It was soon evident that garments could not be cut fast enough to keep pace with four thousand stitches a minute on a machine operated by one man or woman.

In the early days of the ready-made-clothing industry, a very strong and clever cutter could use his shears on three plies or thicknesses of cloth at a time. Workers of this class were known by their calloused thumbs and first fingers of their right hands.

George P. Eastman, a foreman in a clothing factory in Toronto, invented in 1897 a reciprocating or straight-knife machine of unusual excellence. He had been in the clothing business as cutter and foreman for many years, and had become dissatisfied with the appliances which were then on the market as substitutes for the shears.

The round-blade machine then in use he thought unsuitable, for in going around a curve in the design laid out of the cloth, he noted that the machine did not cut all the pieces precisely the same, and that the variation was still more marked in going about an angle.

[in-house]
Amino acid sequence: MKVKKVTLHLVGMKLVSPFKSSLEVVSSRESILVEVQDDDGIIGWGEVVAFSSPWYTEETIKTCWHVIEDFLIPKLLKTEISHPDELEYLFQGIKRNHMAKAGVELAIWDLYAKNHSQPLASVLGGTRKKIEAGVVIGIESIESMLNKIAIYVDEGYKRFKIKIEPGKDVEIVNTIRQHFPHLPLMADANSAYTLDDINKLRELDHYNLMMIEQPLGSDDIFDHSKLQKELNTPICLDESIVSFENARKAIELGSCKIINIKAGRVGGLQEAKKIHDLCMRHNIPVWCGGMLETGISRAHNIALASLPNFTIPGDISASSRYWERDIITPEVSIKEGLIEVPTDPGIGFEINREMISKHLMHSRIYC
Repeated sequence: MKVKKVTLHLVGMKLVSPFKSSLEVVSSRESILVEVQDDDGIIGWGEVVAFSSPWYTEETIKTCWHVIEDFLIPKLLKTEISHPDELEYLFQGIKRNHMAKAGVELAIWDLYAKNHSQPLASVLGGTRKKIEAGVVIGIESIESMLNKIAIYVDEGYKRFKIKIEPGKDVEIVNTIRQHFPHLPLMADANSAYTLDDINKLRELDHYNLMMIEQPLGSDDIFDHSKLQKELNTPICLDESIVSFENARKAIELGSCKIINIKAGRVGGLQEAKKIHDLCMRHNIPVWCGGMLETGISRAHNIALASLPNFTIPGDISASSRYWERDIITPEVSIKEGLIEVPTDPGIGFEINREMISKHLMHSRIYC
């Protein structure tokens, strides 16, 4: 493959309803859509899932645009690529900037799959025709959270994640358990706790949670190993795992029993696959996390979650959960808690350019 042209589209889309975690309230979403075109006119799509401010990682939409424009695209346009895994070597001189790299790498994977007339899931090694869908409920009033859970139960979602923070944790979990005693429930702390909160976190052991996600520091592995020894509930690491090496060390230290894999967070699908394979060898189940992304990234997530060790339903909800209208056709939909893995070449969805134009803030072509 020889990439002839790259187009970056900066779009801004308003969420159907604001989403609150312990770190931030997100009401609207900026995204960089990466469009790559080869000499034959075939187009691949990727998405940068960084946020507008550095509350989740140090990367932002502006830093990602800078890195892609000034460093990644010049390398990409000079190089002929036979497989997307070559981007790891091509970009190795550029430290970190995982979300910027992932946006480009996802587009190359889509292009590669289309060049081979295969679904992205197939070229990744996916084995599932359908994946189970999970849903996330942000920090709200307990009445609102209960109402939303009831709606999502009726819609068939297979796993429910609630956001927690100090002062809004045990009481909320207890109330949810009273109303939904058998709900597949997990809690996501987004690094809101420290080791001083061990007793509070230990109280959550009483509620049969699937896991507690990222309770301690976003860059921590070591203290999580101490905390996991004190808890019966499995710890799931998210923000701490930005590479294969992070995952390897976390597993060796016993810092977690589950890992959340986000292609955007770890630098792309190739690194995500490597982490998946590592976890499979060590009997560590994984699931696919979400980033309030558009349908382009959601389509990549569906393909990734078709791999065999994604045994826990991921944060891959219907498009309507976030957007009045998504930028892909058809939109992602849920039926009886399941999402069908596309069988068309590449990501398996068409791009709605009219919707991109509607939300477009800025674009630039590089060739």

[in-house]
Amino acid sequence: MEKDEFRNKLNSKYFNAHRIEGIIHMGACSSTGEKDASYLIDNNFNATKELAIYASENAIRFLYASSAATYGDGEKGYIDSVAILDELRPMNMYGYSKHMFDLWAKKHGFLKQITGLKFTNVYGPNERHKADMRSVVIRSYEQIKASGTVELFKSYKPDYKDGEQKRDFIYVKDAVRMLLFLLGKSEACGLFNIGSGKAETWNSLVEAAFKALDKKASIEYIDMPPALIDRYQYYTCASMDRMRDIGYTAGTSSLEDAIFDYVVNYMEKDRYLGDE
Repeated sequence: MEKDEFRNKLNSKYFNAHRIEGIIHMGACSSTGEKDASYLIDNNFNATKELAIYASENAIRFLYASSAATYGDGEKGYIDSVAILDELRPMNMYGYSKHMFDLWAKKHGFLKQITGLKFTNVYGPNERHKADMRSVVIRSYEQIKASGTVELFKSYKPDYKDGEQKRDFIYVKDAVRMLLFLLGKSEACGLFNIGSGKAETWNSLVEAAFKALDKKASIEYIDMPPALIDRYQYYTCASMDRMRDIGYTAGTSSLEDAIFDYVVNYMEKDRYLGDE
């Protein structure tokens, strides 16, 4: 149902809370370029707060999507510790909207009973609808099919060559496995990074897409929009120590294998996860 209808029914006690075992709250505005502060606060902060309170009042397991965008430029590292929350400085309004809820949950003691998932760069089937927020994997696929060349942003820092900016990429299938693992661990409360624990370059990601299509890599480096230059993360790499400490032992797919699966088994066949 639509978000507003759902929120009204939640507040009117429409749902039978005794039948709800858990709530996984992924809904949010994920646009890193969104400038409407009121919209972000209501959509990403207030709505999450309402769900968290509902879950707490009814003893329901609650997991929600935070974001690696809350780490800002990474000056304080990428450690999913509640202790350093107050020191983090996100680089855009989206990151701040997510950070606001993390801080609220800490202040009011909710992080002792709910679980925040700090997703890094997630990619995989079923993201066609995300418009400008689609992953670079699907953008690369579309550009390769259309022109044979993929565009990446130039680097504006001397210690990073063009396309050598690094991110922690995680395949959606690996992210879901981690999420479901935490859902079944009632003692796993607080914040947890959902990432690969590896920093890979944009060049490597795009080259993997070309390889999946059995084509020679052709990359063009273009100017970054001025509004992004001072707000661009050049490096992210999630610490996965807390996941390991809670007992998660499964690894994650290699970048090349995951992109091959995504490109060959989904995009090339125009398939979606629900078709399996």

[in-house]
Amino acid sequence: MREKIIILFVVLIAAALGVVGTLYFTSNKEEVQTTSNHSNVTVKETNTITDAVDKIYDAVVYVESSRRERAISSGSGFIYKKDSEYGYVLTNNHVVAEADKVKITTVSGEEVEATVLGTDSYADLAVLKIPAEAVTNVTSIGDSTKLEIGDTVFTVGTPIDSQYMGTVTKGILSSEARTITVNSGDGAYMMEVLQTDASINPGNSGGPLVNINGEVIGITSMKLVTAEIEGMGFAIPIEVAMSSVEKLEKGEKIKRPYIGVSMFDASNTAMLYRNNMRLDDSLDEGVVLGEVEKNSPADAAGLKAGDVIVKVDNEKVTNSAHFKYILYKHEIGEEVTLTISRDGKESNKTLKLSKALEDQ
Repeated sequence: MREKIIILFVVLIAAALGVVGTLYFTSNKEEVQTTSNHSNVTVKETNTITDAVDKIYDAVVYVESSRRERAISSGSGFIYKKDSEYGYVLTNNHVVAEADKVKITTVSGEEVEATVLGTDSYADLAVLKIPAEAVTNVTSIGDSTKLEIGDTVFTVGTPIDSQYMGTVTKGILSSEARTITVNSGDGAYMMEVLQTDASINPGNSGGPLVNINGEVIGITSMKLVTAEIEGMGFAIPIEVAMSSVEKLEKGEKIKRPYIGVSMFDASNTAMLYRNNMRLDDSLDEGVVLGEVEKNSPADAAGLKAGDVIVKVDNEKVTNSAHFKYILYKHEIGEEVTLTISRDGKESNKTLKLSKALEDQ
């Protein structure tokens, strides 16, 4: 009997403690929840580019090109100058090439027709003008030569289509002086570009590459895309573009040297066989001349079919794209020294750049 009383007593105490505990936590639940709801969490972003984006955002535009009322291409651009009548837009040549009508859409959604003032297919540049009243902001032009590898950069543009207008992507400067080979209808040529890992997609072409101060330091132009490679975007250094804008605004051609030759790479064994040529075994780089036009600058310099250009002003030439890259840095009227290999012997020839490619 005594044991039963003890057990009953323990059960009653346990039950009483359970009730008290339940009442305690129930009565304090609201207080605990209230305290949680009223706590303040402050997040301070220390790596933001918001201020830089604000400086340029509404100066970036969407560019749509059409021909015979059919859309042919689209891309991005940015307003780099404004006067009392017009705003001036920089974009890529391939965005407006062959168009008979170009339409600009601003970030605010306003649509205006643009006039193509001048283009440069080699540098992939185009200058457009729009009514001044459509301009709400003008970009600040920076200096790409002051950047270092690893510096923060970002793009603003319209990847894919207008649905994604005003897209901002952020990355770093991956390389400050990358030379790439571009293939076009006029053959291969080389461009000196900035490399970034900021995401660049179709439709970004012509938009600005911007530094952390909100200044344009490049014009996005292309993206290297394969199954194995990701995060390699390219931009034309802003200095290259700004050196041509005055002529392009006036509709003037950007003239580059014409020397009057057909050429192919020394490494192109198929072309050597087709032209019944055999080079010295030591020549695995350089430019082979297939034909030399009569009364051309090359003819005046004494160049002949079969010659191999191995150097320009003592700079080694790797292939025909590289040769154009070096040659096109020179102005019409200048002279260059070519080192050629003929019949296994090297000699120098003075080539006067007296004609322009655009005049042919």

The Eastman Machine Company, of Buffalo, was organized for the marketing of his inventions, as Eastman had no capital of his own. He later sold his holdings for a large amount and retired to his old home in Canada. The device of Eastman, which has undergone many improvements in the last twenty-four years, is widely used.

Some unknown genius in England then invented the short knife, which could be employed in cutting out four or five plies. Later came a gang-saw arrangement, much like the heavy vertical blade in the old-time sawmills. The cloth was shoved up against this moving saw by hand, and the cutters, in order to keep their hands whole, wore fingers of tin a little longer than their own digits.